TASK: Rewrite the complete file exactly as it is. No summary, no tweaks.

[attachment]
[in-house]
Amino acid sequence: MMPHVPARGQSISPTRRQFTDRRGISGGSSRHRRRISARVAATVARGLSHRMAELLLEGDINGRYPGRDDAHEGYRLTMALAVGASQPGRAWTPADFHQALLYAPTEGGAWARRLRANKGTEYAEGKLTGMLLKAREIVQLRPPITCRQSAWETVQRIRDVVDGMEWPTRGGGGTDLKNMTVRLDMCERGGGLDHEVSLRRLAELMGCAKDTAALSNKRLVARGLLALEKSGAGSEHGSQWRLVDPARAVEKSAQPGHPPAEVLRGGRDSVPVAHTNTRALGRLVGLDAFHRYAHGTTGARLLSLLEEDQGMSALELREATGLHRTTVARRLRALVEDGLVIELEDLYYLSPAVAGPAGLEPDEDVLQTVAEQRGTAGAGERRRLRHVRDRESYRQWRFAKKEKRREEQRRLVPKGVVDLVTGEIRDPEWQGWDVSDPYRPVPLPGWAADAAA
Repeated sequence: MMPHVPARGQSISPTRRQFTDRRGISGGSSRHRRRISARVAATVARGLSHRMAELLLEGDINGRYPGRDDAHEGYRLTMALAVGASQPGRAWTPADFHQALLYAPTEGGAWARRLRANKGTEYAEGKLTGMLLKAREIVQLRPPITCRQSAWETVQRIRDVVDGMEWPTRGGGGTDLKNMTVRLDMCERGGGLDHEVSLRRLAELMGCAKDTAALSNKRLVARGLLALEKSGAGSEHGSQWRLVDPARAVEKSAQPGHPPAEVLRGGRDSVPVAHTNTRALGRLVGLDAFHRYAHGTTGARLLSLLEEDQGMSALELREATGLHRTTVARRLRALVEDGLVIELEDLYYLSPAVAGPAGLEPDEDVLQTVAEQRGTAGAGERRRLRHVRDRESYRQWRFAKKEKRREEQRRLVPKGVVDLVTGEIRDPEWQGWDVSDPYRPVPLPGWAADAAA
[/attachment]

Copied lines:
[in-house]
Amino acid sequence: MMPHVPARGQSISPTRRQFTDRRGISGGSSRHRRRISARVAATVARGLSHRMAELLLEGDINGRYPGRDDAHEGYRLTMALAVGASQPGRAWTPADFHQALLYAPTEGGAWARRLRANKGTEYAEGKLTGMLLKAREIVQLRPPITCRQSAWETVQRIRDVVDGMEWPTRGGGGTDLKNMTVRLDMCERGGGLDHEVSLRRLAELMGCAKDTAALSNKRLVARGLLALEKSGAGSEHGSQWRLVDPARAVEKSAQPGHPPAEVLRGGRDSVPVAHTNTRALGRLVGLDAFHRYAHGTTGARLLSLLEEDQGMSALELREATGLHRTTVARRLRALVEDGLVIELEDLYYLSPAVAGPAGLEPDEDVLQTVAEQRGTAGAGERRRLRHVRDRESYRQWRFAKKEKRREEQRRLVPKGVVDLVTGEIRDPEWQGWDVSDPYRPVPLPGWAADAAA
Repeated sequence: MMPHVPARGQSISPTRRQFTDRRGISGGSSRHRRRISARVAATVARGLSHRMAELLLEGDINGRYPGRDDAHEGYRLTMALAVGASQPGRAWTPADFHQALLYAPTEGGAWARRLRANKGTEYAEGKLTGMLLKAREIVQLRPPITCRQSAWETVQRIRDVVDGMEWPTRGGGGTDLKNMTVRLDMCERGGGLDHEVSLRRLAELMGCAKDTAALSNKRLVARGLLALEKSGAGSEHGSQWRLVDPARAVEKSAQPGHPPAEVLRGGRDSVPVAHTNTRALGRLVGLDAFHRYAHGTTGARLLSLLEEDQGMSALELREATGLHRTTVARRLRALVEDGLVIELEDLYYLSPAVAGPAGLEPDEDVLQTVAEQRGTAGAGERRRLRHVRDRESYRQWRFAKKEKRREEQRRLVPKGVVDLVTGEIRDPEWQGWDVSDPYRPVPLPGWAADAAA